A white wooden building framed by bright red doors and exposed rafters turns 99 years old this year. The historic Durham School building sits off Durham Road and is now home to Creekside Community High School.
Durham School was named after Albert Alonzo Durham. Durham grew up in New York and married a fellow New Yorker, Miranda Almira White, in 1836. They had three sons and two other children who died before reaching Oregon. The Durhams decided to move across the country from New York to Oregon City, Oregon. Durham made a substantial amount of money during the California gold rush in 1848 making an average of $300 a day. He used his profits to invest in mills in Oswego (modern day Lake Oswego). Soon after the founder of Durham, John C. Trullinger, sold his city claim and mill to Durham. The Tigard mill became more famously known as the “Durham Station,” as a place where the Oregon Electric Railroad would stop. Durham’s position in the community continued to evolve as he moved into the position as Representative to the State Legislature in 1860.
This Craftsman Style school building named after Durham still resides in the same location where it was built in September 1920 with slight modifications and upgrades over the years. Along with the growth of the city came the increase in the need for classroom space. A gymnasium, stage, two more classrooms, and a basement were added in 1937. A covered entryway attached the original schoolhouse to two more classrooms in 1951. The name Durham Education Center was adopted when this new wing was added.
Before this current building, the original Durham School was built in 1889 which was torn down and rebuilt in 1920. The first structure was described by Fred Olsen who attended Durham School from 1916-1920. “The Durham complex consisted of four structures; the main building (one room), a woodshed, and two 4’x4’ smaller structures at opposite corners of the yard, one ‘His’ and one ‘Hers’…Electricity was not available at that time in our area,” said Olsen.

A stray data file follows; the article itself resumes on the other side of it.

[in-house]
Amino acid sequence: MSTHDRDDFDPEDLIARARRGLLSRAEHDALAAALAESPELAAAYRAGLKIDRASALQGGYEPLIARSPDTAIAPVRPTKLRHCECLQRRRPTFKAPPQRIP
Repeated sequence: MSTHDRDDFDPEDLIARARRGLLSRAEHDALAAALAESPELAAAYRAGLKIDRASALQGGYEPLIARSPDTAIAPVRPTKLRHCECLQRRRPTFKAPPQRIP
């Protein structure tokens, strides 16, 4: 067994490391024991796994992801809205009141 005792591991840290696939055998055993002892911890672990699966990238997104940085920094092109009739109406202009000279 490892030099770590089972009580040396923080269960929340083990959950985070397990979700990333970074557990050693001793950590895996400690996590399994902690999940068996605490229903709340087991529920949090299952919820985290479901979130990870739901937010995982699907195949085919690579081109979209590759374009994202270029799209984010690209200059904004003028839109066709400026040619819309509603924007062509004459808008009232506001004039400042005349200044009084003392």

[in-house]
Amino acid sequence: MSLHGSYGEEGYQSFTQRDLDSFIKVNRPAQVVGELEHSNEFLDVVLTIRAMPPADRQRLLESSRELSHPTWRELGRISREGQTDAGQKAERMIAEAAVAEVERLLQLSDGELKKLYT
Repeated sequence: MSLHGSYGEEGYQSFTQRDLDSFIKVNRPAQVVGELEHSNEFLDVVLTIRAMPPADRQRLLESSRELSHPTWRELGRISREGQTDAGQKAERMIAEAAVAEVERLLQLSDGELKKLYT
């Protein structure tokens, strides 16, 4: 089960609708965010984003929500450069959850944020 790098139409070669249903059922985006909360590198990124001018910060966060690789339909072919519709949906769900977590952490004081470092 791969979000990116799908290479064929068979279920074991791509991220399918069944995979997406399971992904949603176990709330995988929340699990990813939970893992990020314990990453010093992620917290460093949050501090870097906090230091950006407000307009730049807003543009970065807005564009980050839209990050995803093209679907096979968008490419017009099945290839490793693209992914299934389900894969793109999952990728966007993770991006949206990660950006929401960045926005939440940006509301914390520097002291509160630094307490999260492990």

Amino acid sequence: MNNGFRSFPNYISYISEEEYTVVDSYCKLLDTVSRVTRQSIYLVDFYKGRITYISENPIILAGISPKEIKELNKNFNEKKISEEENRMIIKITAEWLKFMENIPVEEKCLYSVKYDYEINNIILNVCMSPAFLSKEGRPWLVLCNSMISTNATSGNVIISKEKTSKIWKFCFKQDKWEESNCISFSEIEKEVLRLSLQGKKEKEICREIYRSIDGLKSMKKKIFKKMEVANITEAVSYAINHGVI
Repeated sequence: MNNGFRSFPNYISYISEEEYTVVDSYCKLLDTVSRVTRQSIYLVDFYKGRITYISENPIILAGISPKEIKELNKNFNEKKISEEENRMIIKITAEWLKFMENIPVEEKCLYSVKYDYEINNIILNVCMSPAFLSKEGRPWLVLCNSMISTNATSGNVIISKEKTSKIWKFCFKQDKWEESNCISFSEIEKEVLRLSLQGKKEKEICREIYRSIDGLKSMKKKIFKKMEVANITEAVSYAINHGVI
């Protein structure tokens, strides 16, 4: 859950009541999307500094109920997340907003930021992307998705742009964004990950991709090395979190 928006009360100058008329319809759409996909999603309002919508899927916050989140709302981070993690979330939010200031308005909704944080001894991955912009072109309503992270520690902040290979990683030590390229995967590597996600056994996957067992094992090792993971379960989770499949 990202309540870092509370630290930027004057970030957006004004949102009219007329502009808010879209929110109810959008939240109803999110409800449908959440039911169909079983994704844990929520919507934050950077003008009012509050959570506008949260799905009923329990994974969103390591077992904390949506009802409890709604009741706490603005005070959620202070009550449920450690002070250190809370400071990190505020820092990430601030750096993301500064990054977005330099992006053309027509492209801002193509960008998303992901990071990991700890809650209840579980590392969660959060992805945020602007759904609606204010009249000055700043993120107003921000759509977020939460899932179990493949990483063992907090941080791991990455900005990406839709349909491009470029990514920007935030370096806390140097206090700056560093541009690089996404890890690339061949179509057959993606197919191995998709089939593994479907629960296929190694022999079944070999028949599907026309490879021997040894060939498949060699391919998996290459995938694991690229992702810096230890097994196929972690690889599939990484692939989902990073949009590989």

The school continues to undergo upgrades. Looking ahead to this school year, Creekside Community High School students will have access to a new building next door to the historic Durham School. The $6 million Durham Education Center is complete with 15,000 square feet of meeting rooms, covered play areas, a new science classroom, and a cafeteria. This new wing has a solar panel array on the roof and is the first “Net Zero” energy use education building in Oregon.
The old Durham School will continue to be an important resource of Tigard’s history and education for future generations. Even with the new building, the old schoolhouse will remain in constant use. The classrooms, library and office spaces serve as a refuge for students and teachers to learn and grow.
Thanks to Tigard Library’s Local History Collection and the Tigard Historical Association for supplying references and photographs. Sean Garvey, the Local History Librarian, can be reached at firstname.lastname@example.org. Tigard Historical Association can be reached at email@example.com.